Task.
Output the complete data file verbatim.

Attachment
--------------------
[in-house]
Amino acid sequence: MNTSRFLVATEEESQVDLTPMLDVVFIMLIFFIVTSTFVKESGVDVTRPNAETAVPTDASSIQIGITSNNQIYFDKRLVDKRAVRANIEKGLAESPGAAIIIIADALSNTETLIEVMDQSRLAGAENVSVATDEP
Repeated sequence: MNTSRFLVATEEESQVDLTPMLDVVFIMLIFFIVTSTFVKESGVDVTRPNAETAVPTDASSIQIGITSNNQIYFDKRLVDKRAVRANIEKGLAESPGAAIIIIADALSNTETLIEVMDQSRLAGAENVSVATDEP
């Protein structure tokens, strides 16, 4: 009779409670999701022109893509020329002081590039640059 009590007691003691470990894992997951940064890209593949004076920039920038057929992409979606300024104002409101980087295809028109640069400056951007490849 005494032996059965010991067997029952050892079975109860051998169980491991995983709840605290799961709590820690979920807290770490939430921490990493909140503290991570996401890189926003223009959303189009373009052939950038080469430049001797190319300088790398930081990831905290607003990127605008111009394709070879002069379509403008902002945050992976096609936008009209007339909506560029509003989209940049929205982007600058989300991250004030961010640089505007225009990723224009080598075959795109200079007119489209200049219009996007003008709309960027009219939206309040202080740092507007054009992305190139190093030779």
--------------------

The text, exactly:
[in-house]
Amino acid sequence: MNTSRFLVATEEESQVDLTPMLDVVFIMLIFFIVTSTFVKESGVDVTRPNAETAVPTDASSIQIGITSNNQIYFDKRLVDKRAVRANIEKGLAESPGAAIIIIADALSNTETLIEVMDQSRLAGAENVSVATDEP
Repeated sequence: MNTSRFLVATEEESQVDLTPMLDVVFIMLIFFIVTSTFVKESGVDVTRPNAETAVPTDASSIQIGITSNNQIYFDKRLVDKRAVRANIEKGLAESPGAAIIIIADALSNTETLIEVMDQSRLAGAENVSVATDEP
């Protein structure tokens, strides 16, 4: 009779409670999701022109893509020329002081590039640059 009590007691003691470990894992997951940064890209593949004076920039920038057929992409979606300024104002409101980087295809028109640069400056951007490849 005494032996059965010991067997029952050892079975109860051998169980491991995983709840605290799961709590820690979920807290770490939430921490990493909140503290991570996401890189926003223009959303189009373009052939950038080469430049001797190319300088790398930081990831905290607003990127605008111009394709070879002069379509403008902002945050992976096609936008009209007339909506560029509003989209940049929205982007600058989300991250004030961010640089505007225009990723224009080598075959795109200079007119489209200049219009996007003008709309960027009219939206309040202080740092507007054009992305190139190093030779």